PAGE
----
The album’s first single “Phantom/Island” offers a heady and trippy taste of the overall aesthetic and sound of the album, as the band draws from jazz, electronica, indie rock, experimental pop in a way that immediately brings Kid A-era Radiohead, Flying Lotus and Kamasi Washington — and while being at their most sonically expansive and genre-defying, the track finds the band conjuring a mix of anguish and ecstasy, yearning and desire within a turn of a musical phrase, as you’ll hear a propulsive, almost dance floor friendly motorik groove during the song’s verses and a soaring, cinematic hook that conveys yearning and ache. The song finds the band at their most intimate yet cinematic,  experimental yet accessible, feverish and frenetic in what is arguably one of the most gorgeous and transcendent songs I’ve heard this year. 

Filmed and directed by Austrian artist Gabriel Hyden, the breathtakingly gorgeous visuals are a surreal and feverish dream inspired by Iceland’s equally surreal and gorgeous landscapes.  

New Video: The Funky Retro-futuristic Visuals and Sounds of Austin’s Neosho

Comprised of Missouri-born Jackson Bennett (vocals, production) and Oklahoma-born Justin Bernard Williams (production, samplers, synths, saxophone), the Austin, TX-based electronic music production and artist duo Neosho can trace their origins to when the duo met on an online forum for introspective, extroverted Ableton artists called solipsism. Once Bennett  and Williams realized that they were different types of weird, they tentatively agreed to start a band — and initially, they started out as a duo and later expanded into a quartet on two different occasions before finally settling as a duo. Interestingly, the duo derive their name from the river and town Neosho, which is on the border of Oklahoma and Missouri. 

Sonically speaking the duo have received attention across Austin for a strutting and swaggering sound based around driving grooves, boom bap-like drum programming, stuttering samples, shimmering synths and soulful blasts of horns as you’ll hear on “Time Traveler,” a single off the duo’s recently released debut effort Borderline — and while reminding listeners of Detroit’s Griz and others, the song reveals a duo whose sound draws from hip hop, house music and John Carpenter soundtracks.

Directed by the duo’s Justin Bernard Williams, the recently released video consists of computer generated animation cut with footage of a jeans and cowboy boot wearing man walking forward and backwards, as though they entered a wormhole. It’s trippy yet swaggering visuals that emphasize the song’s swaggering nature. 

New Audio: Andrew Hung Returns with a Plaintive Ode to Pushing Buttons to Get What You Want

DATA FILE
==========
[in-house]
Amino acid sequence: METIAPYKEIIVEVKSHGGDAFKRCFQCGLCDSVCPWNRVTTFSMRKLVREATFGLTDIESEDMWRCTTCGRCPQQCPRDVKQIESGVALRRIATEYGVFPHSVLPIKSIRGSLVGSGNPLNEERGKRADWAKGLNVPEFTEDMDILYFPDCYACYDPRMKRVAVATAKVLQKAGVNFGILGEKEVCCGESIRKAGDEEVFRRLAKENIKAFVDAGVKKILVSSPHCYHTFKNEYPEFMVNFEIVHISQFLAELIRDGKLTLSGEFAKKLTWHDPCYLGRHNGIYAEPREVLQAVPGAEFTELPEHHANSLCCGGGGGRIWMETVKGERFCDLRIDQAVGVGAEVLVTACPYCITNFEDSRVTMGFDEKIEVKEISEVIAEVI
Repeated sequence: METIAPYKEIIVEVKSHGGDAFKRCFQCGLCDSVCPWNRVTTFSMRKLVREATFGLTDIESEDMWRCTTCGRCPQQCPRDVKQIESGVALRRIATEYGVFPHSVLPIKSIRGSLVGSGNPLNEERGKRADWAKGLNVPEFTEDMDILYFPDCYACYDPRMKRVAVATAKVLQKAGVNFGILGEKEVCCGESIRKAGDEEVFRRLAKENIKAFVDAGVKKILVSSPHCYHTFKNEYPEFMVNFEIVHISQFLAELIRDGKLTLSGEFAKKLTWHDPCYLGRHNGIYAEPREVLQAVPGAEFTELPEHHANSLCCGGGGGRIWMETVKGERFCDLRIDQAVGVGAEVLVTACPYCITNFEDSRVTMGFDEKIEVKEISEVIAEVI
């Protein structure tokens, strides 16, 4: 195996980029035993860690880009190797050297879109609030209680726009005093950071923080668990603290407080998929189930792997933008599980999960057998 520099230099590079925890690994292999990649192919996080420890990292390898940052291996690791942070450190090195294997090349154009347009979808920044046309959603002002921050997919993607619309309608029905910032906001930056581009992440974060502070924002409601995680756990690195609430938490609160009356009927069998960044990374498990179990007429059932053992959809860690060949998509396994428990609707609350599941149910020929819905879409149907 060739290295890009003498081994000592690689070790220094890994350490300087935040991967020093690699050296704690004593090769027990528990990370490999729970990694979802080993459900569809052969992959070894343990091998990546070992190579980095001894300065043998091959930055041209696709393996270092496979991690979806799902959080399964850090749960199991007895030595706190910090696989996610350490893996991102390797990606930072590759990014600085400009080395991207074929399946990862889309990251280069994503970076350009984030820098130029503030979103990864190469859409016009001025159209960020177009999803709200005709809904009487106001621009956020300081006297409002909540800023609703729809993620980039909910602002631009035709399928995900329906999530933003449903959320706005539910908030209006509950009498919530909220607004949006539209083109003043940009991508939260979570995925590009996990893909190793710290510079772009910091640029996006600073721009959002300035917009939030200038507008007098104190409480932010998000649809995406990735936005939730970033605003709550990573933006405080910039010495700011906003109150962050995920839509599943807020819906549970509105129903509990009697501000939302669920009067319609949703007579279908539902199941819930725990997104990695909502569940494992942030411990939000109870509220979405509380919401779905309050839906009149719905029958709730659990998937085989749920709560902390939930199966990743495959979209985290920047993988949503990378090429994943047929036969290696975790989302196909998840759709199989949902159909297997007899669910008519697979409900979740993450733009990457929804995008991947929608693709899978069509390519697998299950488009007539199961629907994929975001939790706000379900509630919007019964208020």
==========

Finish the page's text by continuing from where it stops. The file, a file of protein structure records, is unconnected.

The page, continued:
Perhaps best known as one-half of renowned electronic music duo Fuck Buttons with Benjamin John Power, Worcester, UK-born, Bristol UK-based electronic music artist, multi-instrumentalist and producer Andrew Hung much like his bandmate has focused on a number of various side projects including  Dawn Hunger, a band he founded with Clarie Inglis (vocals) and musician Matthew de Pulford, production work, co-producing   Beth Orton‘s Kidsticks, as well as releasing solo material with his debut EP, Rave Cave. 

Now, as you may recall, Hung’s full-length debut Realisationship is slated for an October 6, 2017 release through Lex Records and album track “Animal,” found Hung exploring a more organic, lo-fi-like sound featuring a gorgeous and lush string arrangement, buzzing power chords, hard-hitting electronic beats and slashing synths paired with Hung’s primal, punk rock howling.  As Hung explains in press notes “Animal is a warning that oppression brings about consequences; we have bred fear and now we are reaping its effects. We cannot address the external without first addressing the internal.”

Interestingly, “Elbow,” Realisationship’s latest single may arguably be one of the more personal songs on the album, as it’s influenced by an experience Hung had as a small child. As the Worcester-born, Bristol-based electronic music artist, multi-instrumentalist explains in press notes, “Once when I was a small child and wanted to get a fake nose-ring from this shitty shopping-centre stall in Kidderminster but being young, I was really afraid of buying it. Consequently I stood there for a long while trying to pluck up the courage to get said fake nose-ring before the woman came out from behind the stall and told me to fuck off. I went home crying . . . ‘ Elbow’ is about pushing buttons. As for the stall, when my sister found out, she took me back and gave the woman a right bollocking.” 

Sonically speaking the song consists of a mischievous and almost childlike production featuring layers of twisting, turning and twinkling synths, swaggering, hip-hop-like drum patterns,  trippy blasts of guitar and swirling electronics paired with Hung’s plaintive and yearning vocals to simultaneously express the frustration, fears and humiliation of youth — well, of life, generally. But sometimes, you have to break out of your shell and take a ridiculous risk for the things that you really want in life, and the song serves as a reminder of that. 

Slum Sociable is an up-and-coming Melbourne, Australia-based electronic duo, who will be releasing their full-length debut on October 13, and as you’ll hear on the album’s first single “Castle,” the duo specializes in a sound that draws from and possesses elements of jazz, electronica, contemporary electro pop, hip-hop and electro soul paired with earnest and soulful vocals. And while some have compared the Aussie electronic duo’s sound to Animal Collective and Bonobo, there’s a subtle hint at J. Dilla, Portishead and Gnarls Barkley.